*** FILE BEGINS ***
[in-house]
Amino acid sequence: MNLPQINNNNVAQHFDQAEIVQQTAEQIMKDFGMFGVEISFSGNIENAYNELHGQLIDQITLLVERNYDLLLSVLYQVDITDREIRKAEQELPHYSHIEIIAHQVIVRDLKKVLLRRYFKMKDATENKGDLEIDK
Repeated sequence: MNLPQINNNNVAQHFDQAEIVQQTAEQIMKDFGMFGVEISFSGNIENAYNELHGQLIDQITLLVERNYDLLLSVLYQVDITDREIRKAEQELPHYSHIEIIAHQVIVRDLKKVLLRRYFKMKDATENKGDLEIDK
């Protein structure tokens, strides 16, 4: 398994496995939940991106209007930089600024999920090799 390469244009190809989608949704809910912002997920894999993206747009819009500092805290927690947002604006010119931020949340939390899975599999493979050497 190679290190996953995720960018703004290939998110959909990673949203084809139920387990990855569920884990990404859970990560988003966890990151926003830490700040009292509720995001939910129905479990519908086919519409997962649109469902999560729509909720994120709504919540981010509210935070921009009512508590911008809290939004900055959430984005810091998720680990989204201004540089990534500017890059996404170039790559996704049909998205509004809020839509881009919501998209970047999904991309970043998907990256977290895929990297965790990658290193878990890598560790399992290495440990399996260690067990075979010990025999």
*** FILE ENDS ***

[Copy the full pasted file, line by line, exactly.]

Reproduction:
[in-house]
Amino acid sequence: MNLPQINNNNVAQHFDQAEIVQQTAEQIMKDFGMFGVEISFSGNIENAYNELHGQLIDQITLLVERNYDLLLSVLYQVDITDREIRKAEQELPHYSHIEIIAHQVIVRDLKKVLLRRYFKMKDATENKGDLEIDK
Repeated sequence: MNLPQINNNNVAQHFDQAEIVQQTAEQIMKDFGMFGVEISFSGNIENAYNELHGQLIDQITLLVERNYDLLLSVLYQVDITDREIRKAEQELPHYSHIEIIAHQVIVRDLKKVLLRRYFKMKDATENKGDLEIDK
């Protein structure tokens, strides 16, 4: 398994496995939940991106209007930089600024999920090799 390469244009190809989608949704809910912002997920894999993206747009819009500092805290927690947002604006010119931020949340939390899975599999493979050497 190679290190996953995720960018703004290939998110959909990673949203084809139920387990990855569920884990990404859970990560988003966890990151926003830490700040009292509720995001939910129905479990519908086919519409997962649109469902999560729509909720994120709504919540981010509210935070921009009512508590911008809290939004900055959430984005810091998720680990989204201004540089990534500017890059996404170039790559996704049909998205509004809020839509881009919501998209970047999904991309970043998907990256977290895929990297965790990658290193878990890598560790399992290495440990399996260690067990075979010990025999």